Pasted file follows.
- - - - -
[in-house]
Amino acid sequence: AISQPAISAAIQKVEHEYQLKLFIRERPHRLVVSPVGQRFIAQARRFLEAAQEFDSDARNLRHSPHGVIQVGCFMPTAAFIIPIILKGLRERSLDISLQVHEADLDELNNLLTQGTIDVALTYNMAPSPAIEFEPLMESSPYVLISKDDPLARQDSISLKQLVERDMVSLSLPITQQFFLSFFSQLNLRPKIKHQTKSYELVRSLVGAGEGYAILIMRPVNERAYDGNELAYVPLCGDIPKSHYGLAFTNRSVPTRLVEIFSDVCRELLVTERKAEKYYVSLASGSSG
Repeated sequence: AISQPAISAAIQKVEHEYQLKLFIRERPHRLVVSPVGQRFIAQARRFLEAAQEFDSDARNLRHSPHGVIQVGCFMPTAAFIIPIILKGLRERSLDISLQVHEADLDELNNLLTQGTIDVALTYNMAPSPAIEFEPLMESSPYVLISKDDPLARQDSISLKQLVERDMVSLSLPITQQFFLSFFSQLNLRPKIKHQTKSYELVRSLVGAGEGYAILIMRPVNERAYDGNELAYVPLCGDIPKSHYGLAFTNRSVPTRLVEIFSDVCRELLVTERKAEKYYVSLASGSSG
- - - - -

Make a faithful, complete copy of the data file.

[in-house]
Amino acid sequence: AISQPAISAAIQKVEHEYQLKLFIRERPHRLVVSPVGQRFIAQARRFLEAAQEFDSDARNLRHSPHGVIQVGCFMPTAAFIIPIILKGLRERSLDISLQVHEADLDELNNLLTQGTIDVALTYNMAPSPAIEFEPLMESSPYVLISKDDPLARQDSISLKQLVERDMVSLSLPITQQFFLSFFSQLNLRPKIKHQTKSYELVRSLVGAGEGYAILIMRPVNERAYDGNELAYVPLCGDIPKSHYGLAFTNRSVPTRLVEIFSDVCRELLVTERKAEKYYVSLASGSSG
Repeated sequence: AISQPAISAAIQKVEHEYQLKLFIRERPHRLVVSPVGQRFIAQARRFLEAAQEFDSDARNLRHSPHGVIQVGCFMPTAAFIIPIILKGLRERSLDISLQVHEADLDELNNLLTQGTIDVALTYNMAPSPAIEFEPLMESSPYVLISKDDPLARQDSISLKQLVERDMVSLSLPITQQFFLSFFSQLNLRPKIKHQTKSYELVRSLVGAGEGYAILIMRPVNERAYDGNELAYVPLCGDIPKSHYGLAFTNRSVPTRLVEIFSDVCRELLVTERKAEKYYVSLASGSSG